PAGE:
Fun with juxtaposed quotes:
Durkheim taught that in religious worship, society adores its own camouflaged image. In a nationalist age, societies worship themselves brazenly and openly, spurning the camouflage.
-Ernest Gellner, Nations and Nationalism (Ithaca, NY: Cornell University Press, 1983), p. 56.
Addressing Congress [in 2003], Bush declared that “the course of this war is not known, yet its outcome is certain. Freedom and fear, justice and cruelty, have always been at war, and we know that God is not neutral between them.” A form of religious nationalism permeated the whole address. Bush took words from a hymn, “There’s Power in the Blood,” to refer to the “power, wonder-working power,” of “the goodness and idealism and faith of the American people” — words which in the hymn are used of the lamb, Jesus Christ.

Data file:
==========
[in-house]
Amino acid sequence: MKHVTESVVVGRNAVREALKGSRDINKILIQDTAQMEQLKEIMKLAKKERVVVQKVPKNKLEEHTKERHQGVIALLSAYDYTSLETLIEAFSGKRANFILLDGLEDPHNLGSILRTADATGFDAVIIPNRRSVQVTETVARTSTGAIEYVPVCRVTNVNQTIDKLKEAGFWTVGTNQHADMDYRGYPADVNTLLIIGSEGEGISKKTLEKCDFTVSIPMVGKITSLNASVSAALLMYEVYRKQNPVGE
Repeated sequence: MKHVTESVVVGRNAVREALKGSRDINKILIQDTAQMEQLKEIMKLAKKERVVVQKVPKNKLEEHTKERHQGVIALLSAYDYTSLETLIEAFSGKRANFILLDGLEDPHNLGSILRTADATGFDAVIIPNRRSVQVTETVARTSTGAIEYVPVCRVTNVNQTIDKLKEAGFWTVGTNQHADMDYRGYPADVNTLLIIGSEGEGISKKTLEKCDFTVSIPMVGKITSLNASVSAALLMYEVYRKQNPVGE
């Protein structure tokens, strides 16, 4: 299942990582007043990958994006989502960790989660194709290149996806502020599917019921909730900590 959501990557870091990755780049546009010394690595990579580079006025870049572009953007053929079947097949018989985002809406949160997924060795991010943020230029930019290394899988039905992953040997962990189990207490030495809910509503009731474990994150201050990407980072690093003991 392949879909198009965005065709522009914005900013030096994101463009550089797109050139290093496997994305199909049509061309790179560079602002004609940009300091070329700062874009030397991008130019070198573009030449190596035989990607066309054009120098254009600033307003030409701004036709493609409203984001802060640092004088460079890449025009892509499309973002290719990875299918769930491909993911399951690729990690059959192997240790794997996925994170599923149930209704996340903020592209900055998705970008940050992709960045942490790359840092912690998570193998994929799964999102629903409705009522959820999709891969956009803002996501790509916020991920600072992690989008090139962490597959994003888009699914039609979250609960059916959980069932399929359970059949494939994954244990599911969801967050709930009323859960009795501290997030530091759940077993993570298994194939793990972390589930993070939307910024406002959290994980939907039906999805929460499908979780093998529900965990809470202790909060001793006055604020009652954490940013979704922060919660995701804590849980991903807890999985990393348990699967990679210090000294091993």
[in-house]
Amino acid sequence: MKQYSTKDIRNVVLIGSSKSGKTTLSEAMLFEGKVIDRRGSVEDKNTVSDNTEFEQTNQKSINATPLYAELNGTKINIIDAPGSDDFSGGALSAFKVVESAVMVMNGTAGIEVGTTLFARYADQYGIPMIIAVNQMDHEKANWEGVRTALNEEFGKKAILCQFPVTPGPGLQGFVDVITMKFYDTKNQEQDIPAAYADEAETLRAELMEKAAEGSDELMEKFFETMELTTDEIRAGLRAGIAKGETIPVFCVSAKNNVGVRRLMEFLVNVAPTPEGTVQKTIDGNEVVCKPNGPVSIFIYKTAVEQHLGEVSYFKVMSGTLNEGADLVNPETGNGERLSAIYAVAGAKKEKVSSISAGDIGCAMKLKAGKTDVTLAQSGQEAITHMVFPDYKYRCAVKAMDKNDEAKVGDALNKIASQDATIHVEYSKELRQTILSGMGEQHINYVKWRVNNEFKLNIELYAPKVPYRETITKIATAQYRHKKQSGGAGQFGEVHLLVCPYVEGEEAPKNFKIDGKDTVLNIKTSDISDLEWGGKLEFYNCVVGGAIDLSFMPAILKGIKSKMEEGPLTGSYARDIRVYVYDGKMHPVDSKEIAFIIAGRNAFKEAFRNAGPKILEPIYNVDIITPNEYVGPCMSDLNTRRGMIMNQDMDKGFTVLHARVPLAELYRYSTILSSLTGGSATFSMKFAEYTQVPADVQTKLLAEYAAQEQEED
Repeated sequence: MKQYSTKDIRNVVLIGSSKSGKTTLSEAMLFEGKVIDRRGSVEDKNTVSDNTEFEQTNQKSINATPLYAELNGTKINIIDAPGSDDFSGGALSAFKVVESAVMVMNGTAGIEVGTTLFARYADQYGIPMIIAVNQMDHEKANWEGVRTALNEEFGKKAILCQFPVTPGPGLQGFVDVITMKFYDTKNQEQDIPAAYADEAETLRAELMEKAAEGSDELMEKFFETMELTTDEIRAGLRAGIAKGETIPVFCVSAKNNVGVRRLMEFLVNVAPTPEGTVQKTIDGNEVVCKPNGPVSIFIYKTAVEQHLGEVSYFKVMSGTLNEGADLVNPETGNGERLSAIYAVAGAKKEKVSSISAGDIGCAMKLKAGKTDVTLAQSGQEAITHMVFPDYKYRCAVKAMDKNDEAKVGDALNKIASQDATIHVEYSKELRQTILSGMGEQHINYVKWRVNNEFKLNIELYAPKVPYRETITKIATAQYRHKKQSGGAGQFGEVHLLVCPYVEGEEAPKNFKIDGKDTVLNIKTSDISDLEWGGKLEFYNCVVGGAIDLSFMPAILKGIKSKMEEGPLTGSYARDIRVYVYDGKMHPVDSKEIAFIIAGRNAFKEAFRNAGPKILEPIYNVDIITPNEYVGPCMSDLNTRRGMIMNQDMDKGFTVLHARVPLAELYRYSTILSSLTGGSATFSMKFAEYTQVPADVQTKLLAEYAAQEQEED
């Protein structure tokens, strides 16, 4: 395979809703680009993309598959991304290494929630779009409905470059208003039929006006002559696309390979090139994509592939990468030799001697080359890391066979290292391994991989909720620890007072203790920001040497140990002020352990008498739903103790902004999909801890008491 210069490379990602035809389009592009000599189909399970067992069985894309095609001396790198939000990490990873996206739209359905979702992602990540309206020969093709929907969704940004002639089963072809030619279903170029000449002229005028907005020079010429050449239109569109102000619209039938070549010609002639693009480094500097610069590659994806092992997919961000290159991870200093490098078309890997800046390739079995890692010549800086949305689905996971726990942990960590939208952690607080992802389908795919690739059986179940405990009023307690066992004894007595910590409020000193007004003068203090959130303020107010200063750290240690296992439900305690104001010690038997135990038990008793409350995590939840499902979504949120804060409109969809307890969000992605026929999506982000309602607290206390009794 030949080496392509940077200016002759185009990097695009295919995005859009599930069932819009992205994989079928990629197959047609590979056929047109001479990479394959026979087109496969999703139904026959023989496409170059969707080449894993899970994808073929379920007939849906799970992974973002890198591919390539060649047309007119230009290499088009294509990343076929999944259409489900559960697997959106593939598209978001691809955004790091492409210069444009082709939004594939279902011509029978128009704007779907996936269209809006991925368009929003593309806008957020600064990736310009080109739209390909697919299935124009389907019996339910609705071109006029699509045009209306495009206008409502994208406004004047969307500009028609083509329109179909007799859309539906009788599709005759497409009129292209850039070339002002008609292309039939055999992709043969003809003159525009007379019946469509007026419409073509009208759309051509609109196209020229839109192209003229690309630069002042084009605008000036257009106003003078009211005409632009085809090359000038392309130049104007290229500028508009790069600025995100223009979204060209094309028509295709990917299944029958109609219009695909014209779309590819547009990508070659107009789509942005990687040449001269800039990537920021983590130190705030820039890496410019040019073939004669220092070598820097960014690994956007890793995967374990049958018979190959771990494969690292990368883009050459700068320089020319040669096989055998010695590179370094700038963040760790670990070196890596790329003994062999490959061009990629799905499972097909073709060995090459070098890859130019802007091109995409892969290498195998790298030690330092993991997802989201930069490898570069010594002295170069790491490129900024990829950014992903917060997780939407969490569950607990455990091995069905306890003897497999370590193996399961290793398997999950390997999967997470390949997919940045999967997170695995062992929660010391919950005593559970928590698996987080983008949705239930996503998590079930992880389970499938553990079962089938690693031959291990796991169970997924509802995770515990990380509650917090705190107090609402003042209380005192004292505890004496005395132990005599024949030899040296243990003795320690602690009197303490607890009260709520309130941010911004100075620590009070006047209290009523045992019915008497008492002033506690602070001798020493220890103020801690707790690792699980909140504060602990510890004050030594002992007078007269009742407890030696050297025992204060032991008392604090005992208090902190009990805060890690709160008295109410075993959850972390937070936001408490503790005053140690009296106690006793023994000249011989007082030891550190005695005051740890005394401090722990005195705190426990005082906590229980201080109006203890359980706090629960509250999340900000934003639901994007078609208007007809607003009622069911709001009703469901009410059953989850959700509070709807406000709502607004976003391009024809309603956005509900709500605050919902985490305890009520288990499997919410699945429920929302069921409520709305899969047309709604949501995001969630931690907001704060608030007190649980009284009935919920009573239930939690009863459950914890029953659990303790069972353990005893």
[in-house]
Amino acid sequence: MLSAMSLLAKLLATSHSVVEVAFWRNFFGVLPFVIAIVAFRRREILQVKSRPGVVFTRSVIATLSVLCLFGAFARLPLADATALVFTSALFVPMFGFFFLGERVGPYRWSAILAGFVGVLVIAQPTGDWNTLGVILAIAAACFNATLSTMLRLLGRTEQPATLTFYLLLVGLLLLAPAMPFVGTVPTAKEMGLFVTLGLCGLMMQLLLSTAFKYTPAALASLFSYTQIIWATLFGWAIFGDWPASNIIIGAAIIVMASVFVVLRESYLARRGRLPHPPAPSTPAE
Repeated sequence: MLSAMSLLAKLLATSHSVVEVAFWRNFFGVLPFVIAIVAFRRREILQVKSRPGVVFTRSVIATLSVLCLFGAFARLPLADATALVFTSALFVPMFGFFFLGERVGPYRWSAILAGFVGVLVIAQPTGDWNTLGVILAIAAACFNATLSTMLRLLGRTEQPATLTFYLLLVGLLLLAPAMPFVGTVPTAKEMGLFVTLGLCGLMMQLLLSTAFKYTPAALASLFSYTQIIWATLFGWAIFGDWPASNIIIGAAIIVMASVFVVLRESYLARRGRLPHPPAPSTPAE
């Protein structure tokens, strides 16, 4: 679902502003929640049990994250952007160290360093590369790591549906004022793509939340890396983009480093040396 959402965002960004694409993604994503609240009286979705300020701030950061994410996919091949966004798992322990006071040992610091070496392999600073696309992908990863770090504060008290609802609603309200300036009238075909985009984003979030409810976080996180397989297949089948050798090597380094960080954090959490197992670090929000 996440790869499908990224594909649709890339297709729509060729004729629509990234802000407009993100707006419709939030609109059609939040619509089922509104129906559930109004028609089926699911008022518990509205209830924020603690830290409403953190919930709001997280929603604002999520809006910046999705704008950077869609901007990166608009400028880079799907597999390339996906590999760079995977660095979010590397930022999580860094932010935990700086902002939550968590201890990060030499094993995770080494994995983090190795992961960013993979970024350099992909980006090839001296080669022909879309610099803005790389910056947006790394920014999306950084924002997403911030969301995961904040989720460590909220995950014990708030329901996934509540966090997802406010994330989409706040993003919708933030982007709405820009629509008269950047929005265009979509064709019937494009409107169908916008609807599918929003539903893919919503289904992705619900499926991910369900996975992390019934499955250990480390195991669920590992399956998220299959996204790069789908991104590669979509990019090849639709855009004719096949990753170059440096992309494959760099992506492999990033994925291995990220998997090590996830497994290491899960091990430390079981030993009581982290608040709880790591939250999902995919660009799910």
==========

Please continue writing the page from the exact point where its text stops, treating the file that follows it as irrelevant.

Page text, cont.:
-Anatol Lieven, America Right or Wrong: An Anatomy of American Nationalism (Oxford: Oxford University Press, 2004), p. 128.
Crazy as I thought those days were at the time, the more you think about it, the crazier they seem. You’d think American Christians would have found this sort of thing mindblowingly offensive. Yet, they sort of seem to have dug it.
Nationalism. Powerful stuff.